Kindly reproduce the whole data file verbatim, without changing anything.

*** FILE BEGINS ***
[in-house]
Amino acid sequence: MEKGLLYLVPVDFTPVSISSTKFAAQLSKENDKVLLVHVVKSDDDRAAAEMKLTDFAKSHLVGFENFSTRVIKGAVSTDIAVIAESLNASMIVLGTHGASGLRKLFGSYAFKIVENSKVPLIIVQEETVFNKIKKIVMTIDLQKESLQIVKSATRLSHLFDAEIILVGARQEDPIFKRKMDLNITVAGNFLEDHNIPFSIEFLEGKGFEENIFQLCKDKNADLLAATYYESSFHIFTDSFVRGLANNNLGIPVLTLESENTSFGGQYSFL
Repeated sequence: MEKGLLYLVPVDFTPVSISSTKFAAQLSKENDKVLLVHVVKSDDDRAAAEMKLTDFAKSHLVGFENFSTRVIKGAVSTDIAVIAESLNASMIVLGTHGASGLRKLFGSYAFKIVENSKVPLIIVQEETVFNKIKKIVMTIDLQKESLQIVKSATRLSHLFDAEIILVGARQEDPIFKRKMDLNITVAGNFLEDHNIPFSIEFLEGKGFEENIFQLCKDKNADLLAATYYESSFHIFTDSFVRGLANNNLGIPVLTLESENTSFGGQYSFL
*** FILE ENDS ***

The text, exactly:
[in-house]
Amino acid sequence: MEKGLLYLVPVDFTPVSISSTKFAAQLSKENDKVLLVHVVKSDDDRAAAEMKLTDFAKSHLVGFENFSTRVIKGAVSTDIAVIAESLNASMIVLGTHGASGLRKLFGSYAFKIVENSKVPLIIVQEETVFNKIKKIVMTIDLQKESLQIVKSATRLSHLFDAEIILVGARQEDPIFKRKMDLNITVAGNFLEDHNIPFSIEFLEGKGFEENIFQLCKDKNADLLAATYYESSFHIFTDSFVRGLANNNLGIPVLTLESENTSFGGQYSFL
Repeated sequence: MEKGLLYLVPVDFTPVSISSTKFAAQLSKENDKVLLVHVVKSDDDRAAAEMKLTDFAKSHLVGFENFSTRVIKGAVSTDIAVIAESLNASMIVLGTHGASGLRKLFGSYAFKIVENSKVPLIIVQEETVFNKIKKIVMTIDLQKESLQIVKSATRLSHLFDAEIILVGARQEDPIFKRKMDLNITVAGNFLEDHNIPFSIEFLEGKGFEENIFQLCKDKNADLLAATYYESSFHIFTDSFVRGLANNNLGIPVLTLESENTSFGGQYSFL